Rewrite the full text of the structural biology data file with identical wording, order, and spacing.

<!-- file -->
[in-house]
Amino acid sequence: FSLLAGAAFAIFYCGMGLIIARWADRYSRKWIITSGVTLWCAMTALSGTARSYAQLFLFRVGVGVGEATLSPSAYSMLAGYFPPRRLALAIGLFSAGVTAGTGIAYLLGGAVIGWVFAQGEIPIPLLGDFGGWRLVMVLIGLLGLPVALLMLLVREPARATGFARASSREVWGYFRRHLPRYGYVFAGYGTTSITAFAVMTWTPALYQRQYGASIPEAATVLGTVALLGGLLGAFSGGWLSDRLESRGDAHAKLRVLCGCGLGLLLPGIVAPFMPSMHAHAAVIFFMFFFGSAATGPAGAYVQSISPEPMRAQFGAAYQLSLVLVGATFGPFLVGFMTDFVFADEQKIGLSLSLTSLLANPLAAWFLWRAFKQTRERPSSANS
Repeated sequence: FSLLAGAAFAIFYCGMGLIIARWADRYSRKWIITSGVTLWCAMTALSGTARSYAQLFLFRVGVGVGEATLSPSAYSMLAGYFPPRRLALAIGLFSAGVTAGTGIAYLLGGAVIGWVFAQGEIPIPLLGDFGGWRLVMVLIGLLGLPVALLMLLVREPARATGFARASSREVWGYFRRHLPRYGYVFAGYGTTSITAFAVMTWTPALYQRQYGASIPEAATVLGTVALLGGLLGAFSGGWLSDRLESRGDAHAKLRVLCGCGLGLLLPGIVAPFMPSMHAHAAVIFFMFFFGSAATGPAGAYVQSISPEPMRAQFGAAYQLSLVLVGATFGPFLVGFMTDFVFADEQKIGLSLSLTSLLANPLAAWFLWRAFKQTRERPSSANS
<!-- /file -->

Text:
[in-house]
Amino acid sequence: FSLLAGAAFAIFYCGMGLIIARWADRYSRKWIITSGVTLWCAMTALSGTARSYAQLFLFRVGVGVGEATLSPSAYSMLAGYFPPRRLALAIGLFSAGVTAGTGIAYLLGGAVIGWVFAQGEIPIPLLGDFGGWRLVMVLIGLLGLPVALLMLLVREPARATGFARASSREVWGYFRRHLPRYGYVFAGYGTTSITAFAVMTWTPALYQRQYGASIPEAATVLGTVALLGGLLGAFSGGWLSDRLESRGDAHAKLRVLCGCGLGLLLPGIVAPFMPSMHAHAAVIFFMFFFGSAATGPAGAYVQSISPEPMRAQFGAAYQLSLVLVGATFGPFLVGFMTDFVFADEQKIGLSLSLTSLLANPLAAWFLWRAFKQTRERPSSANS
Repeated sequence: FSLLAGAAFAIFYCGMGLIIARWADRYSRKWIITSGVTLWCAMTALSGTARSYAQLFLFRVGVGVGEATLSPSAYSMLAGYFPPRRLALAIGLFSAGVTAGTGIAYLLGGAVIGWVFAQGEIPIPLLGDFGGWRLVMVLIGLLGLPVALLMLLVREPARATGFARASSREVWGYFRRHLPRYGYVFAGYGTTSITAFAVMTWTPALYQRQYGASIPEAATVLGTVALLGGLLGAFSGGWLSDRLESRGDAHAKLRVLCGCGLGLLLPGIVAPFMPSMHAHAAVIFFMFFFGSAATGPAGAYVQSISPEPMRAQFGAAYQLSLVLVGATFGPFLVGFMTDFVFADEQKIGLSLSLTSLLANPLAAWFLWRAFKQTRERPSSANS